Infants born with MSAF should have routine neonatal care while monitoring for signs of distress according to the general neonatal resuscitation guidelines. According to the 2015 guidelines, the American Heart Association, the International Liaison Committee on Resuscitation, and the American Academy of Pediatrics no longer recommend routine endotracheal suctioning for non-vigorous infants with MSAF.
MASF infants will be observed for signs of MAS.
MAS management is mainly supportive, but early identification and support can improve outcomes and decrease morbidity and mortality. This requires an interprofessional team approach, including the obstetrician, midwife, neonatologist, respiratory therapist, nurse, pediatric pulmonologist, and pediatric cardiologist.
Oxygen therapy: Supplemental oxygen is often needed in MAS with goal oxygen saturation > 90% to prevent tissue hypoxia and improve oxygenation. Hypoxemia is an important trigger of pulmonary vasoconstriction, which can increase PVR and worsen PPHN.
Ventilatory support: This is indicated with refractory hypoxemia despite oxygen therapy, carbon dioxide retention, and increased respiratory distress. It also has a role for respiratory support in PPHN and air leak syndrome. There are no specific ventilation strategies. Oxygenation monitoring and serial ABG to help optimize oxygenation and ventilation are key. In severe cases with refractory hypoxemia, the patient might require extracorporeal membrane oxygenation (ECMO) for cardiorespiratory support.
Surfactant: The use of surfactant in MAS is not standard of care, however, as discussed above, surfactant inactivation has a role in the pathogenesis of MAS. Therefore surfactant may be helpful in some cases.
Nitric oxide: Inhaled nitric oxide is a pulmonary vasodilator that has a role in pulmonary hypertension and PPHN.
The differential diagnosis for MAS includes other causes of newborn distress:
Mortality in MAS is close to 1.2 percent based on a large retrospective study in the United States, this is lower than the mortality reported in developing countries.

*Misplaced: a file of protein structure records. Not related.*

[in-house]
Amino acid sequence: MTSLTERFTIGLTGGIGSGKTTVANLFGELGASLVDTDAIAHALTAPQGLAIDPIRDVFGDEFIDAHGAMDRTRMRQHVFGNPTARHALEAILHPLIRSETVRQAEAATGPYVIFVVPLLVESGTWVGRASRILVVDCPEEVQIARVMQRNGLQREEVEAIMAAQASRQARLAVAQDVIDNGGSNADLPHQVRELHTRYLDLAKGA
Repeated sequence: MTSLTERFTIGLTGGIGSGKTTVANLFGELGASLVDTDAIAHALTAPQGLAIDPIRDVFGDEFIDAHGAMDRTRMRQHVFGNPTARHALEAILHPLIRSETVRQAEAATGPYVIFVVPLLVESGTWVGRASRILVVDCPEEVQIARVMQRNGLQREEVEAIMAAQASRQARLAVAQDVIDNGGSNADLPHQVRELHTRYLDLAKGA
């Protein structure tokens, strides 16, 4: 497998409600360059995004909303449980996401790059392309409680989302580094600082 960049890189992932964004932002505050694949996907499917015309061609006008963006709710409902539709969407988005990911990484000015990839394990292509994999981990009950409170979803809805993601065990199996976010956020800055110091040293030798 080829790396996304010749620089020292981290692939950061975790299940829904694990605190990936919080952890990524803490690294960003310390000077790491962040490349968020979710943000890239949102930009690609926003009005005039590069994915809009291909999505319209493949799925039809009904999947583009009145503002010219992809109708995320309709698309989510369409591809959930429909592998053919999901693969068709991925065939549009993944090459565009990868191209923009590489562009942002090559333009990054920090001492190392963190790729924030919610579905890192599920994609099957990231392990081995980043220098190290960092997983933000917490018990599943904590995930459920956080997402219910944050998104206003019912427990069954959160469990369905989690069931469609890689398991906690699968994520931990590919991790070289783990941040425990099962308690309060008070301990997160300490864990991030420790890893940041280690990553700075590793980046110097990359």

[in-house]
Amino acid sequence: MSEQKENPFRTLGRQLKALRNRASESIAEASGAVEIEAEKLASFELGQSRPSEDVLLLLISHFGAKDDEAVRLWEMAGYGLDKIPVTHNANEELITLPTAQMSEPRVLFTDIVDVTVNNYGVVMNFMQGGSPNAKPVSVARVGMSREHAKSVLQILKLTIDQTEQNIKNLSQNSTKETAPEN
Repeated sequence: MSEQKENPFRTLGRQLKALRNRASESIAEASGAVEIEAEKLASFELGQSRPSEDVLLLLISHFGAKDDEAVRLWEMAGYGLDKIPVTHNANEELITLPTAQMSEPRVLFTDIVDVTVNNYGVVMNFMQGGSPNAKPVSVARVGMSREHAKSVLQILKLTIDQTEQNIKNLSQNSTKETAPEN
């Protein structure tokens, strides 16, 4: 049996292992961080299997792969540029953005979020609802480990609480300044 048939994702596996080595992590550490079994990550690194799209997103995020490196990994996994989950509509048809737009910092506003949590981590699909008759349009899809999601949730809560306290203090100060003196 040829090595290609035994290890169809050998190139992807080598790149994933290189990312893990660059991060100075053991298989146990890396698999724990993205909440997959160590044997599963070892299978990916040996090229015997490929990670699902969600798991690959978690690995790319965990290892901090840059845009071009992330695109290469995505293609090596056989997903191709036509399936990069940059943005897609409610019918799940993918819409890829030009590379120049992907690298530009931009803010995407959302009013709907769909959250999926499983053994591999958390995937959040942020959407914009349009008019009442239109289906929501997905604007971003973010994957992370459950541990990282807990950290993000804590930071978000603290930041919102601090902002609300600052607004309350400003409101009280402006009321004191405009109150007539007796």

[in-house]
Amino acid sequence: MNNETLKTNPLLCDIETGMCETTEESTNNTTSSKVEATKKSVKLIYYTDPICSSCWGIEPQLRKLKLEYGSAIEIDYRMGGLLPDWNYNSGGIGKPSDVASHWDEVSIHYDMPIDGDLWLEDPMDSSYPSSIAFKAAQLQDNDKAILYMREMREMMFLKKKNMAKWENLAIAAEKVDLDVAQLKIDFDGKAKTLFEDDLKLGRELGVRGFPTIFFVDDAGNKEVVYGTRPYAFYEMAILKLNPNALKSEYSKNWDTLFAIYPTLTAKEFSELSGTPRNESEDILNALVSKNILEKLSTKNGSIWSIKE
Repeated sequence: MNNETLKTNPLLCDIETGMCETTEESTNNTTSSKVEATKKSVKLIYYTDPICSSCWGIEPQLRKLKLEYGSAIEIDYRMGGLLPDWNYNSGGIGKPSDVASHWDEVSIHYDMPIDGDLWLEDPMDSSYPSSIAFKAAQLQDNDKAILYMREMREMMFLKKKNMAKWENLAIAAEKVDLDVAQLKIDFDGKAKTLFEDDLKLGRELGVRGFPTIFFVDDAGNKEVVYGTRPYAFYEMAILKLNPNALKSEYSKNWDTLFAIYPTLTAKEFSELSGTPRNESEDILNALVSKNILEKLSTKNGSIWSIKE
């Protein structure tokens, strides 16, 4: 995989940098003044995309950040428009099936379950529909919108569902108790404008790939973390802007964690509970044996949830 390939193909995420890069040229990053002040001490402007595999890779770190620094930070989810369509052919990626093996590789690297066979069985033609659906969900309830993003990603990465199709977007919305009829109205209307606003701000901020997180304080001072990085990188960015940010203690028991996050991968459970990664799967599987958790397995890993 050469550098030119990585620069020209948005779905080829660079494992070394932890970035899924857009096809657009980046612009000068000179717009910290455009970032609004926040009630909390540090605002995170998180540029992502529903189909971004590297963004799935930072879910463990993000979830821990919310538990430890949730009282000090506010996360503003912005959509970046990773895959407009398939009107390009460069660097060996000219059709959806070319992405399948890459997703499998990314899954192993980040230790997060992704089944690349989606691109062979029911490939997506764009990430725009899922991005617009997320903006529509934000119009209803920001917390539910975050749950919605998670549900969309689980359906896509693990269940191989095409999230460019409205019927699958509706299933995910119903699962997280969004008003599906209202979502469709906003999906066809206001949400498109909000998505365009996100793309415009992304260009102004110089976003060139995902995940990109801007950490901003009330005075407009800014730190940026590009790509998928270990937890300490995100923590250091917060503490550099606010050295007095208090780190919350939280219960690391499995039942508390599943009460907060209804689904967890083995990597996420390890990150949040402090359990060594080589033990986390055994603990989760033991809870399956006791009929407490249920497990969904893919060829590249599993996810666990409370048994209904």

The majority of infants recover with a good prognosis.
Short term complications have been discussed above, the main ones include:
Long term complication:
Meconium aspiration usually affects term and post-term newborn babies that are born with amniotic fluid stained with meconium (fetal stool). It occurs in less than 10% of infants born with meconium-stained amniotic fluid. It is an important cause of respiratory distress in a newborn and should be identified and managed early. The medical provider should rule out other conditions, such as neonatal infections.
Management requires admission to the neonatal intensive care unit and is mainly supportive. Most infants recover well with early diagnosis and management.
Early identification of risk factors associated with MAS is crucial. This allows for early preparation through communication and interprofessional partnerships. The obstetrician can help identify patients with infants at risk for MAS. Delivery should happen in a specialized center with access to a neonatal intensive care unit. This will allow trained personnel, including a midwife, nurse, pediatrician/neonatologist, and respiratory therapist to be present for the delivery and ready in the eventual need for respiratory support. Pediatric pulmonologists and pediatric cardiologists should be included in case complications like PPHN or air leak syndrome arise. In extreme cases, a pediatric surgeon is needed for ECMO cannulation or severe air leak syndrome requiring surgical attention.
This highlights the importance of interprofessional communication. Creating an interprofessional working group or engaging in interprofessional rounds to discuss these patients as a team will impact care positively and improve outcomes.